Businesses including Mondelēz International and Nestlé reported most of their manufacturing facilities in the area of the storm were back in action early on Monday despite six states reporting snowfall of 30 inches or more over the weekend.
Safety is primary consideration
Employee safety was a primary consideration in such a situation, said suppliers.
“In advance of the storm’s arrival, we took a number of proactive measures in our facilities and with regard to our distribution/transportation to ensure the safety of our employees and our operations,” said Mondelēz.
The business temporarily halted operations in its East Coast manufacturing sites impacted by the storm - Fair Lawn, NJ, and Richmond, VA - but on Monday was resuming distribution to stores.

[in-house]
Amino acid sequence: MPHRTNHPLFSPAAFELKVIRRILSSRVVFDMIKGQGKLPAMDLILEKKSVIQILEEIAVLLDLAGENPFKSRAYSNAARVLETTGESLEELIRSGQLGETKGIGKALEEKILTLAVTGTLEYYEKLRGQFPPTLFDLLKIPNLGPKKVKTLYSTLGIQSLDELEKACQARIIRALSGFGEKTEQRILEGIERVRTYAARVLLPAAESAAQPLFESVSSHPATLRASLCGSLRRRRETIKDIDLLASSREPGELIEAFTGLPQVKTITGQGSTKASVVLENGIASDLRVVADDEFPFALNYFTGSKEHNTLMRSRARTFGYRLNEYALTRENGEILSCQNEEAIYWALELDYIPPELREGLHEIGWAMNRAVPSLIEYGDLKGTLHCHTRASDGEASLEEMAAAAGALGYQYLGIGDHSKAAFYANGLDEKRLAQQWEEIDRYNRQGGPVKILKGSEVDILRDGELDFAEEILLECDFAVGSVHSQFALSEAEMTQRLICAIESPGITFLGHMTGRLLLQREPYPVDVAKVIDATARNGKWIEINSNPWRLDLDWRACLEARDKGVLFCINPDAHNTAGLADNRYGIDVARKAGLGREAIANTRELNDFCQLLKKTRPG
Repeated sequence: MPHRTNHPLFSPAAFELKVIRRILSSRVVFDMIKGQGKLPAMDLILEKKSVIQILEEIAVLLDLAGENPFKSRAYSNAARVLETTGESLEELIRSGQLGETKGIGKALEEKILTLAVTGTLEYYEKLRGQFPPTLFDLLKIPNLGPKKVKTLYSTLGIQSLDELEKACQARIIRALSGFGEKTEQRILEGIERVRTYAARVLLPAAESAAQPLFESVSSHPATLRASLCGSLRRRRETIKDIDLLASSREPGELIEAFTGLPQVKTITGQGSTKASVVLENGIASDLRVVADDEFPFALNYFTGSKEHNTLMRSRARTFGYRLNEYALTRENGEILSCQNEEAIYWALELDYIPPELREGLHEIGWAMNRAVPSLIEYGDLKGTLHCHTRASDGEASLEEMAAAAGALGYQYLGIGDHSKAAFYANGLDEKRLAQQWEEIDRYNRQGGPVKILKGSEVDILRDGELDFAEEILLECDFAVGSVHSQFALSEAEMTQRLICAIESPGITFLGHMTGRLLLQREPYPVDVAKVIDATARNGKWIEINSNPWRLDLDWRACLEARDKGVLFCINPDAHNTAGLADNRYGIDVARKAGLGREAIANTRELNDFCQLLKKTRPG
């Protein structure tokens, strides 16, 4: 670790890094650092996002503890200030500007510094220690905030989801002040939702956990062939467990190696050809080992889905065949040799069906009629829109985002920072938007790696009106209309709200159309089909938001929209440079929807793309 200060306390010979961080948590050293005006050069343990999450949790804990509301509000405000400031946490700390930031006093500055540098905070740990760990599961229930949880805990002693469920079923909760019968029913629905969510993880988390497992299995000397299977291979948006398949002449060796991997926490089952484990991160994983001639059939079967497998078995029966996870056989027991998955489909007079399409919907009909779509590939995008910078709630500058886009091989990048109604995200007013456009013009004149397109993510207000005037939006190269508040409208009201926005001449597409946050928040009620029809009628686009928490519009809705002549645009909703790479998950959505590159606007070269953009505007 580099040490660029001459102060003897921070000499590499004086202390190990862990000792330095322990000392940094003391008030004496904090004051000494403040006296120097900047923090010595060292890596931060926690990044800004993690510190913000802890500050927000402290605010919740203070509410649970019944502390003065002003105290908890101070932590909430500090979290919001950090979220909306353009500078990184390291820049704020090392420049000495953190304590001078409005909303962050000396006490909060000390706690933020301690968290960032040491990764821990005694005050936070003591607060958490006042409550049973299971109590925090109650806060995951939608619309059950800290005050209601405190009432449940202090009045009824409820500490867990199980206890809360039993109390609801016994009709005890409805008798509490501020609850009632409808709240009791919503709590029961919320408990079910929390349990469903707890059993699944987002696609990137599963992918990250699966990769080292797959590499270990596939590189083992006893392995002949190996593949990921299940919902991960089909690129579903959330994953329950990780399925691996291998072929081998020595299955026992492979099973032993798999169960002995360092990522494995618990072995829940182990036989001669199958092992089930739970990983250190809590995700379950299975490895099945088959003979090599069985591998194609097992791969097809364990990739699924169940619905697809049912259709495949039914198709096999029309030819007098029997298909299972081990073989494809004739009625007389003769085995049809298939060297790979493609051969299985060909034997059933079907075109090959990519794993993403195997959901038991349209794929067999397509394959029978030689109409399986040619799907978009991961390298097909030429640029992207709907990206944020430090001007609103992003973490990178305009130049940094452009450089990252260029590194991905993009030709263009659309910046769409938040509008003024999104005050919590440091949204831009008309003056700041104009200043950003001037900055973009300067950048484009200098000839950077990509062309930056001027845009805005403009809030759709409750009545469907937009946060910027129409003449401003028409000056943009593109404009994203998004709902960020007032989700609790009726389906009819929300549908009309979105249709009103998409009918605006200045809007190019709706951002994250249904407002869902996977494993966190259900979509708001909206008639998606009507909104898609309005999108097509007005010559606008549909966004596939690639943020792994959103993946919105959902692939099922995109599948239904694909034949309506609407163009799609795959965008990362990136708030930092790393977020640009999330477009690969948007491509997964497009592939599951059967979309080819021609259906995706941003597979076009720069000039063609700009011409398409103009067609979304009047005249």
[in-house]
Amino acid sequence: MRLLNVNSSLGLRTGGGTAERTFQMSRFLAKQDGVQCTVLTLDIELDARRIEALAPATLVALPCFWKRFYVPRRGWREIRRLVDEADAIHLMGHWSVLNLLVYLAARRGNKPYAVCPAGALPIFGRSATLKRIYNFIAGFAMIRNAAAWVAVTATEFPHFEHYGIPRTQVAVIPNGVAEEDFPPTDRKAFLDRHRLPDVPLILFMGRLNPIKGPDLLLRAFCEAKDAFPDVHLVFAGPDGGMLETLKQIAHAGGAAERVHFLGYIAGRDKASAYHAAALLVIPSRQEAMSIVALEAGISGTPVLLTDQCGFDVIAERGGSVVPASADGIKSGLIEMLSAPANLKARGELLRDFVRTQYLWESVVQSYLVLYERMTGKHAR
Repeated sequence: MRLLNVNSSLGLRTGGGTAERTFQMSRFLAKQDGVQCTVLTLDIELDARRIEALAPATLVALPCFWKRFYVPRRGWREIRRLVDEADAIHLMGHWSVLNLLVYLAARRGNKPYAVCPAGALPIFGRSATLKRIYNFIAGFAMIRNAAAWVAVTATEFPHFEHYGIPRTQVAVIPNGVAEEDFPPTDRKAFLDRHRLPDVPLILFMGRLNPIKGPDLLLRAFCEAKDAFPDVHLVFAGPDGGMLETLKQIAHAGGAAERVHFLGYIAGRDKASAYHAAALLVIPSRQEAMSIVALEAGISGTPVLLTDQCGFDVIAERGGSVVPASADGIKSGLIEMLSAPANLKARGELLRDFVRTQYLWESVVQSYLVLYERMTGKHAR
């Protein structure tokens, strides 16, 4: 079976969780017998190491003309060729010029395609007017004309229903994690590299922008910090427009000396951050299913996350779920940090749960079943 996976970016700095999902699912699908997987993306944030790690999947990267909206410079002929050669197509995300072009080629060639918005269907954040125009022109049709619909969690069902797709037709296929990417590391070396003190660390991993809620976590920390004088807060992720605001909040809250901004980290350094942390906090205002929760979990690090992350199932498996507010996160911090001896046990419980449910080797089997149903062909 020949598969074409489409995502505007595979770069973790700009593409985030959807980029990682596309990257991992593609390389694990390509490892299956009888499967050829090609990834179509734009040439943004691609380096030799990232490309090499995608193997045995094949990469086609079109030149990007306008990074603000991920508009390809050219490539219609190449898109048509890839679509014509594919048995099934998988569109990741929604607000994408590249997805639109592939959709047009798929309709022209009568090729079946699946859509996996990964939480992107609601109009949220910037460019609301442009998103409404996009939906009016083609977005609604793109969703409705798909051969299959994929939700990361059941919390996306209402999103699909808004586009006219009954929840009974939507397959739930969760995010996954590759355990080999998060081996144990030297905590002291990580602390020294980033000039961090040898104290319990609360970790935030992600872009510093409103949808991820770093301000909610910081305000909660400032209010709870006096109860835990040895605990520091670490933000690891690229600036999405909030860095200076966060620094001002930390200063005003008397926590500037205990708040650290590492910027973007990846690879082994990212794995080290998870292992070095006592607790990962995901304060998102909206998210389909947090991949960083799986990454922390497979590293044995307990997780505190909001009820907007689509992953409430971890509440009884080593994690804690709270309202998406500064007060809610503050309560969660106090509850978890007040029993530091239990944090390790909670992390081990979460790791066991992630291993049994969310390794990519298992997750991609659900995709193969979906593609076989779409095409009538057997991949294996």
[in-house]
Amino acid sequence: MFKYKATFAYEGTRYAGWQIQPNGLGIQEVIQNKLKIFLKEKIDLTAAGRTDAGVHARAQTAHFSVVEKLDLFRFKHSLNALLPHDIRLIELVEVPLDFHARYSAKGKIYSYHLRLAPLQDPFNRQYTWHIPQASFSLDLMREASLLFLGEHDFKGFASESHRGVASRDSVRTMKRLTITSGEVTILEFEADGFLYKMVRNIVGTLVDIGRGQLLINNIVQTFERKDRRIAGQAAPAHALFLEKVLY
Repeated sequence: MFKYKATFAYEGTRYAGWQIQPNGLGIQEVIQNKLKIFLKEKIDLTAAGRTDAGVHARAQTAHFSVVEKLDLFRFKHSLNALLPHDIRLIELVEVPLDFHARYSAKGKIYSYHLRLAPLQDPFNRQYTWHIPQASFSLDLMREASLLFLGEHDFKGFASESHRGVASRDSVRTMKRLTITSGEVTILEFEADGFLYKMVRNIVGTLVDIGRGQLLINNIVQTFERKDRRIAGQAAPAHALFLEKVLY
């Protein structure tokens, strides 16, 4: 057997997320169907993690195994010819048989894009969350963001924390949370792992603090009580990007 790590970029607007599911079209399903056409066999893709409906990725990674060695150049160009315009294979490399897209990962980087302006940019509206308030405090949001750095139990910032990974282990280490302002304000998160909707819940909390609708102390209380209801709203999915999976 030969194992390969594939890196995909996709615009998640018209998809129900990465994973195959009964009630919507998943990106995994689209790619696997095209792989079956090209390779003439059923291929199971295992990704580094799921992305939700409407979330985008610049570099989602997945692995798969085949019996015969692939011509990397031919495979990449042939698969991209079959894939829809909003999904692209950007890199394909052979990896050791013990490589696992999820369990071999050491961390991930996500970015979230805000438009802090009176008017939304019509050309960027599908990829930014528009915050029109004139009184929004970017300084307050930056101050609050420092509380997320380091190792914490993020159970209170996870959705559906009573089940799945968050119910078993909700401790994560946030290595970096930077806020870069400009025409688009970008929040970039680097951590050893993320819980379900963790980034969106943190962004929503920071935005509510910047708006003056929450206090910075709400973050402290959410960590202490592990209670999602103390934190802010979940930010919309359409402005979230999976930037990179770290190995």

Nestlé stopped production at facilities across the mid-South (Jonesboro, Arkansas; Gaffney, SC; Danville, VA and Mt.Sterling, KY). All were back in operation Monday morning with the exception of Danville, Virginia, which returned to normal operation later that day.
General Mills said all its facilities are now running normally, "with no impact to our daily operations".
Warnings ahead of the storm had prompted a rush on staples foods as East Coast consumers stocked up, with bread fixtures being stripped bare in some cases.
Pepperidge Farm, part of the Campbell’s Soup Co business, said it had managed to maintain production.
“Our sales network ensured product was on shelves and available for our consumers to prepare for the storm,” a spokesman told BakeryandSnacks. “We rely on our well-run and highly sophisticated network of bakeries to supply the country and are proud to report no disruptions to our scheduled production of product.”
Pepperidge Farm added that, now the storm had passed, distributors were fulfilling orders and replenishing inventory.